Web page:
It is important to note that John’s familiarity with Jesus and its anonymity offering interesting hints as to authorship. If the book was not written by John, then the author would likely have not hidden his identity only to leave enough clues in the text for the reader to figure out that John was the author. If the author was to forge a text in John’s name, wouldn’t it be more reasonable to use John’s name. The purpose of usurping an apostle’s name is notoriety. This is defeated in hiding the identity of the author.

External evidence comes from the church father Irenaeus, who used the gospel in his refutation of the early gnostic heresies. Irenaeus claims to have learned from Polycarp, who was himself a disciple of John. Irenaeus goes further and identifies John as the disciple who reclined on Christ during the last supper.

Church father Clement of Alexandria also identifies the apostle John as the author of the gospel as well. After the end of the second century church tradition is unanimous on the matter of authorship.

Clement on the Martyrdom of Peter and Paul

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20110822-030209.jpgClement of Rome was a leader of the early church, who was appointed by the apostle Peter (according to Tertullian and every writer of church history thereafter). His surviving epistle is the letter of First Clement, which was written to the church in Corinth to address division an conflict within the church. The letter itself was written in 96 AD. The following excerpt addresses the matter of the execution of Peter and Paul. Because Clement knew Peter and lived in Rome, which makes it likely that he had first hand knowledge of the deaths of the two. This excerpt is important because, though lacking details, it acknowledges first hand awareness of the apostles’ fate and offers support for later accounts of Peter’s crucifixion and Paul’s beheading. Confirmation of the accounts of their deaths is important because their willing martyrdom indicates conviction in their eye witness accounts.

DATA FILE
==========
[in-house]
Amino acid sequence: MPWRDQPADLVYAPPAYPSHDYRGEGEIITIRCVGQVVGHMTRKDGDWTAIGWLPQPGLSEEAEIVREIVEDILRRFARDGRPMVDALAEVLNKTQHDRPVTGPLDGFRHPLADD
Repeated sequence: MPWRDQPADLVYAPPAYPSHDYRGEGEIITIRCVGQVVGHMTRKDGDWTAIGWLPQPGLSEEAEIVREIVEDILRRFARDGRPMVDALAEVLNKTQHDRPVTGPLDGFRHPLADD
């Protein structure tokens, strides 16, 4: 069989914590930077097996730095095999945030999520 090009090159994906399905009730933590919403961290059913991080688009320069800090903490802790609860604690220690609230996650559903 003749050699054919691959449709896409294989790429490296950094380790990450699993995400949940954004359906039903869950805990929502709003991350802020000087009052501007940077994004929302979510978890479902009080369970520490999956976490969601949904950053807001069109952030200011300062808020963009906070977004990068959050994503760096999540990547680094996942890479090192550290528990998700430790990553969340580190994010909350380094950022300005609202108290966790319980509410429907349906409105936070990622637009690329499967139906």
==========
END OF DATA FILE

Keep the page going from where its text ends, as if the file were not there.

“But not to dwell upon ancient examples, let us come to the most recent spiritual heroes. Let us take the noble examples furnished in our own generation. Through envy and jealousy, the greatest and most righteous pillars [of the Church] have been persecuted and put to death. Let us set before our eyes the illustrious apostles. Peter, through unrighteous envy, endured not one or two, but numerous labours; and when he had at length suffered martyrdom, departed to the place of glory due to him. Owing to envy, Paul also obtained the reward of patient endurance, after being seven times thrown into captivity, compelled to flee, and stoned. After preaching both in the east and west, he gained the illustrious reputation due to his faith, having taught righteousness to the whole world, and come to the extreme limit of the west, and suffered martyrdom under the prefects. Thus was he removed from the world, and wentinto the holy place, having proved himself a striking example of patience.”
Clement of Rome

Clement was later executed by being tied to an anchor and thrown in the sea. This was after he ran the church from prison for several years.

Polycarp: Student of the Apostles and Witness of the Earliest Days of Christianity

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Irenaeus was one of the early church fathers, whose writings have been preserved and give us pieces of the history of the early church. This text demonstrates a line of teachers and witnesses that begins with the Apostles and continues through the 2nd century church. In addition, it stands as a good piece of evidence to respond to claims that Christ didn’t exist or that there’s no evidence of him outside the scriptures. Irenaeus knew Polycarp, who the passage describes. Elsewhere Polycarp is connected to the Apostle John. Several epistles from Polycarp still exist.

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But Polycarp also was not only instructed by apostles, and conversed with many who had seen Christ, but was also, by apostles in Asia, appointed bishop of the Church in Smyrna, whom I also saw in my early youth, for he tarried [on earth] a very long time, and, when a very old man, gloriously and most nobly suffering martyrdom, departed this life, having always taught the things which he had learned from the apostles, and which the Church has handed down, and which alone are true. To these things all the Asiatic Churches testify, as do also those men who have succeeded Polycarp down to the present time,—a man who was of much greater weight, and a more stedfast witness of truth, than Valentinus, and Marcion, and the rest of the heretics. He it was who, coming to Rome in the time of Anicetus caused many to turn away from the aforesaid heretics to the Church of God, proclaiming that he had received this one and sole truth from the apostles,—that, namely, which is handed down by the Church.

Irenaeus- Ante-Nicene Fathers Volume 1 Chapter 3:6-7

This text was written in the second century. Polycarp was eventually burned at the stake in the colosseum.